For my non-religious readers this may seem a dreadfully specific point to distinguish. I bring it up because it’s a perfect example of how blind we are to the experiences of others. Those parishioners in Arkansas and Michigan have likely only seen the type of sermon you get from a preacher in a suit. My TED Talk religion might come off as boring. They might accuse me of allowing too much of my faith to come from my priests, and not enough from the Bible itself.
With this in mind, I always have trouble when people argue against “religion.” What religion? Which experience gets to take credit for all people of faith? For all of Christianity? Which format is up for debate? Which group gets to remain uninvolved? We like to talk about religion and politics and race and poverty like they are universal truths. But we come at them with such wildly different experiences, it’s no wonder people are more inclined to fight than discuss. We probably aren’t even talking about the same thing.
I’m reminded of a scene from the Oscar Wilde play “The Importance of Being Earnest.” Two women are sitting together at tea, discussing a man they both know named Earnest. As their opinions of Earnest begin to clash, the politeness in the room starts to drop. By the end the women are fighting to the highest degree that polite British society will allow, and all because they don’t realize they are talking about two completely different men, both named Earnest.
I think some people talk about religion thinking it’s all men in suits. I think others assume it can only be women in robes. Neither is right, neither is wrong, and we are destined to always disagree so long as we keep up our mutual ignorance. There is a special part of my stomach that starts to turn when I realize I have been ignorant about someone else’s experiences. That part got quite a workout on this trip, which was the point.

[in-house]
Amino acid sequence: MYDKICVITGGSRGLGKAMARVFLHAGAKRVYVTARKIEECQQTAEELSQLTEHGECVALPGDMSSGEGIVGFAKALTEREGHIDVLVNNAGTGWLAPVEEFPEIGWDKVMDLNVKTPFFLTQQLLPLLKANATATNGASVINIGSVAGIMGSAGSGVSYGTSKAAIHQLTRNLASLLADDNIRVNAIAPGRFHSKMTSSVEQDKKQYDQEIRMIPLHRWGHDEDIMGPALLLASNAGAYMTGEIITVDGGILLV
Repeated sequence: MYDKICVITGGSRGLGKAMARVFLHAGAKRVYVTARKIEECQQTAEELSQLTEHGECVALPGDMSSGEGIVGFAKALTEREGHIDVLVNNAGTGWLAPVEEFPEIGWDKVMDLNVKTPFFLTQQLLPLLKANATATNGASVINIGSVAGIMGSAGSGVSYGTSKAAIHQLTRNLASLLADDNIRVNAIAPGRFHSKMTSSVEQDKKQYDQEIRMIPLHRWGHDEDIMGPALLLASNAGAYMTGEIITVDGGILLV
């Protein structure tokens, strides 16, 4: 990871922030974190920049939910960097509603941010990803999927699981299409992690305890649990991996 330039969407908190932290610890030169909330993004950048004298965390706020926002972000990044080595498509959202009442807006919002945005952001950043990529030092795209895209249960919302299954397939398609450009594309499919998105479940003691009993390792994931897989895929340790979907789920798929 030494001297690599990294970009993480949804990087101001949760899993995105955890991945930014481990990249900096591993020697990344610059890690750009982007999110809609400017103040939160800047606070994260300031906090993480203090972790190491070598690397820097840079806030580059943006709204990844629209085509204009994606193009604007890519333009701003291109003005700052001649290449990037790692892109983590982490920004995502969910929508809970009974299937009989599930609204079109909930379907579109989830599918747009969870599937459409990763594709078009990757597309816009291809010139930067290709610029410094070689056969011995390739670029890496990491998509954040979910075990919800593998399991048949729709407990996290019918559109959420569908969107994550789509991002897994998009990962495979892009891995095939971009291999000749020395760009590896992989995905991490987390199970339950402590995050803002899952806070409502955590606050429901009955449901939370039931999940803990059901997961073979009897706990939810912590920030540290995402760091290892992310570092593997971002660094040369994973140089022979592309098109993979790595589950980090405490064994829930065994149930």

What I find amusing is that I credit my religion for instilling this knowledge-seeking, ignorance-loathing standard in me. Were someone to ask what I find most beneficial about faith, I would tell them humility. It’s that constant feeling that there is and always will be something that you do not understand. And it is your duty to chase after that mystery with all your heart and with all your mind and with all your soul. Knowing that men in suits preach in a way that I can’t understand makes me want to listen to more men in suits. Traveling around the country once just makes me want to do it again. The more I learn the more I discover all the things I don’t know. And I think it helps me to become a better person. I think we could all stand to have a bit more of our own ignorance thrown into our faces.
So here is my suggestion to you, whether you are the preacher-in-a-suit type, or the woman-in-a-robe type, or the let’s-just-toss-it-all type: seek out your ignorance. It is out there. It always will be. The Well of Personal Ignorance never runs dry.